Admissible evidence: Evidence which may be received by a trial court to aid the trier of fact (judge or jury) in deciding the merits of a controversy.
Adoption of a witness: The process in which lawyers other than those of the witness conduct the direct examination of that witness.
Affidavit: A written, ex parte statement made or taken under oath before an officer of the court or a notary public or other person who has been authorized to do so.
Answer: The principle pleading on the part of the defendant in responding to the plaintiff’s complaint. It must contain a denial of all of the allegations in plaintiff’s complaint which the defendant wishes to contest.
Complaint: The first pleading of the case, in which the plaintiff sets out the facts on which the claim for relief is based. The purpose of the complaint is to give notice to the adversary of the nature and basis of the claim asserted.
Cross-examination: The questioning of a witness by a party or lawyer other than the one who called the witness, concerning matters about which the witness testified during direct examination. The purpose is to discredit or clarify testimony already given so as to neutralize damaging testimony or present facts in a light more favorable to the party against whom the direct testimony was offered.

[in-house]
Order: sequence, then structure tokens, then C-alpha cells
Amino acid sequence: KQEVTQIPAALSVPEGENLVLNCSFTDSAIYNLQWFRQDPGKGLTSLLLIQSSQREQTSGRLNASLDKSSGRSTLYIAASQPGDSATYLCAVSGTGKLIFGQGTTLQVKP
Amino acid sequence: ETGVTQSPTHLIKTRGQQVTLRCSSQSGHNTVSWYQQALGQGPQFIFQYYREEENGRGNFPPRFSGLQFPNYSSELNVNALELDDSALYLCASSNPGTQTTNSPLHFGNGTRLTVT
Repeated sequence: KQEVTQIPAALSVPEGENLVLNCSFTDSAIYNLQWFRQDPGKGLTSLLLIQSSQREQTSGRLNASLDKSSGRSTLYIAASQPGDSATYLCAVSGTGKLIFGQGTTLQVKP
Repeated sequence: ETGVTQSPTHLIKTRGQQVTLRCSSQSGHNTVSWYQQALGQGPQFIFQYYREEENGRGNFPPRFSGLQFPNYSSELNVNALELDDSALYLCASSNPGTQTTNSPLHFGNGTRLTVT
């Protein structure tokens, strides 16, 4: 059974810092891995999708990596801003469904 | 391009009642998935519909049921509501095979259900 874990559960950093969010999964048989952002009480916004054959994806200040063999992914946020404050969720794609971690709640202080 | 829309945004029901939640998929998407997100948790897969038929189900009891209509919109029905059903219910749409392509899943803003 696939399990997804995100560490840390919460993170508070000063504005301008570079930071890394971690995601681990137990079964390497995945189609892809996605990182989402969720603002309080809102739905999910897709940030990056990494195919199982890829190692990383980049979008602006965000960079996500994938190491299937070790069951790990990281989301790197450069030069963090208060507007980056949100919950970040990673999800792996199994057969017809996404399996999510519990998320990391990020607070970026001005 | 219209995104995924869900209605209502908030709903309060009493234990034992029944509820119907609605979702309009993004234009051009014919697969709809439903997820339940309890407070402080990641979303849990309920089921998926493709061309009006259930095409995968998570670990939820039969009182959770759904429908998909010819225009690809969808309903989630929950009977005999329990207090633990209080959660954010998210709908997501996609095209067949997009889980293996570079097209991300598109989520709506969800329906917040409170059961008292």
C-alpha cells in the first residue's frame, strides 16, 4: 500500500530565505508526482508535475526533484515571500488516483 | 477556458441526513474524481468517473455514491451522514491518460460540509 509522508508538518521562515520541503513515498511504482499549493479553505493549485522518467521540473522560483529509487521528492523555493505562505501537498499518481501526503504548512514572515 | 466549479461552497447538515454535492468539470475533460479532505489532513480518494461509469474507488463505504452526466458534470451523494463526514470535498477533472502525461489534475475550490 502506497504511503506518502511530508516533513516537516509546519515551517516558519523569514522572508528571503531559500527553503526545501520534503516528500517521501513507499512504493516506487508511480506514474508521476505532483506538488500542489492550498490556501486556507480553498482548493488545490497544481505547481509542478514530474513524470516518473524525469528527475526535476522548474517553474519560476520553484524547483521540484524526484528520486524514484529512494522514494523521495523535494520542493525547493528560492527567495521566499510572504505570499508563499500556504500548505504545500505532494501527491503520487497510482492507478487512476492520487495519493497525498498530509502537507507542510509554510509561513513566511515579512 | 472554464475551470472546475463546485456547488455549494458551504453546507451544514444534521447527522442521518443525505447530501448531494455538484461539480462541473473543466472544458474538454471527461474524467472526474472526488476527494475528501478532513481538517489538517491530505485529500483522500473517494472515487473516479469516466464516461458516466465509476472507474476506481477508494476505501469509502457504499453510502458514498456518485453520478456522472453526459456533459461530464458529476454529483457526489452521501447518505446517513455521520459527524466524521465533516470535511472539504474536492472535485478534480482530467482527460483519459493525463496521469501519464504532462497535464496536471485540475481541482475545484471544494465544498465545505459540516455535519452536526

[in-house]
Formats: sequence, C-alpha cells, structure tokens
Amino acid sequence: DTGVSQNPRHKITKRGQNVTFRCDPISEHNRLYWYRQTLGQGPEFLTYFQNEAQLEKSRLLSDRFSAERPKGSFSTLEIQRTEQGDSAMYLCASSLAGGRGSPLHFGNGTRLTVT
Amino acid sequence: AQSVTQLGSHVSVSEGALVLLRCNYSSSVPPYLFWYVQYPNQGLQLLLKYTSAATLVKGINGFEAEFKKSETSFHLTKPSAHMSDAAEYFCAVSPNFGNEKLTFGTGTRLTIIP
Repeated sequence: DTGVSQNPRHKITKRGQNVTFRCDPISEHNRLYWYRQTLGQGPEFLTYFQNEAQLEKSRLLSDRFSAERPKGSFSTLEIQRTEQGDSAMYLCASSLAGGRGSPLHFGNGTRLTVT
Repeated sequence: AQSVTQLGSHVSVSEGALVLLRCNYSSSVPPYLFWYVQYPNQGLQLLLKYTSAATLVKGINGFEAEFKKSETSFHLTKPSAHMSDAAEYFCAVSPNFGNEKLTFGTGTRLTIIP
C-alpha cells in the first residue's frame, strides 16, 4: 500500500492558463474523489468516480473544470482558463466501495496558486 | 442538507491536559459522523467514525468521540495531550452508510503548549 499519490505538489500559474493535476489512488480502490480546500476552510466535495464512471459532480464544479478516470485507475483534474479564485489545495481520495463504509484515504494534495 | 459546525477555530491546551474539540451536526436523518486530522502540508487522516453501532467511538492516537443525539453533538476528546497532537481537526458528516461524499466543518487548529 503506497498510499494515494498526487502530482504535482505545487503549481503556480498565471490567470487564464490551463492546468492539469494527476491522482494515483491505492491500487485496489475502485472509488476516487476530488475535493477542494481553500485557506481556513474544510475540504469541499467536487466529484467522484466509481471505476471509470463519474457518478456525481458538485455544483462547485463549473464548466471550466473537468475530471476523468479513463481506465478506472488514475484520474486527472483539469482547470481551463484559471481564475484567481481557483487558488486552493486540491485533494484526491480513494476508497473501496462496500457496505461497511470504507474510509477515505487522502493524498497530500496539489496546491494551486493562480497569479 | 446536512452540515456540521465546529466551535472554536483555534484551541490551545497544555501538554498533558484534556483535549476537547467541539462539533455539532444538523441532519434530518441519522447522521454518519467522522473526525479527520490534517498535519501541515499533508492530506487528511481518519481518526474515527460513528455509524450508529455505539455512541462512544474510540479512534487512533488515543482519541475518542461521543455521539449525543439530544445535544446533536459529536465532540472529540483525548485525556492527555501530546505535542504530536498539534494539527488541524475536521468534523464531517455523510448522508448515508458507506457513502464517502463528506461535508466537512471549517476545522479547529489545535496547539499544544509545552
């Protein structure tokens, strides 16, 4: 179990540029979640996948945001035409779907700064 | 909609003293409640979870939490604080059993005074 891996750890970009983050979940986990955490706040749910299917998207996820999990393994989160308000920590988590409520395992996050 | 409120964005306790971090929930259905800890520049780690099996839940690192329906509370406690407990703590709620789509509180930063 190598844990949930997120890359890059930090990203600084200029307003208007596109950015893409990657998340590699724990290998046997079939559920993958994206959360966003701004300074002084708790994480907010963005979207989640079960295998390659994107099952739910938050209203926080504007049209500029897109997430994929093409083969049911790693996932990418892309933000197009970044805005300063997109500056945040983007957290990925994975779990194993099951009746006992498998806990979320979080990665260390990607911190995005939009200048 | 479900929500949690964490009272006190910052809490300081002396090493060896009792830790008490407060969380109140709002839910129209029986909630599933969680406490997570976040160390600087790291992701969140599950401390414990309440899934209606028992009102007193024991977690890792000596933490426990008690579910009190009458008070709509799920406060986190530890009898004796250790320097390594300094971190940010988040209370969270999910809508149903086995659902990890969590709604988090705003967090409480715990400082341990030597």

Declaration: At common law, the formal document setting forth plaintiff’s cause of action, which includes those facts necessary to sustain a proper cause of action and to advise the defendant of the grounds upon which the suit is based.
Decree: Court orders governing the administration of specialized institutions such as prisons, schools or mental hospitals.
Defendant: The party being sued.
Deponent: The witness who testifies as to information or facts known to him or her, under oath in a deposition.
Deposition: A method of pre-trial discovery consisting of a statement of a witness under oath, taken in question and answer form, with the opportunity for the adversary to present and cross examine the witness.
Direct examination: The initial questioning of a witness by the party who called the witness.
The purpose is to present testimony containing the factual argument the party is making. Leading
questions should not be used on the direct examination of a witness except as may be necessary to develop his or her testimony.
Discovery: Pre-trial procedure by which one party gains information held by another party. The scope of material available for discovery is quite broad; however, there is a balance between full and open discovery, and safeguard against unwarranted intrusions into the opponent’s files.
Ex parte communications: Communications about case-related substantive matters in the absence of attorneys for all of the parties.
Hostile witness: During direct examination, a lawyer is not allowed to ask leading questions of his or her own witness. But, if that witness openly shows hostility against the interests (or the person) that the lawyer represents, the lawyer may ask the court to declare the witness “hostile,” after which, as an exception of the cross-examination rules, the lawyer may ask their own witness leading questions.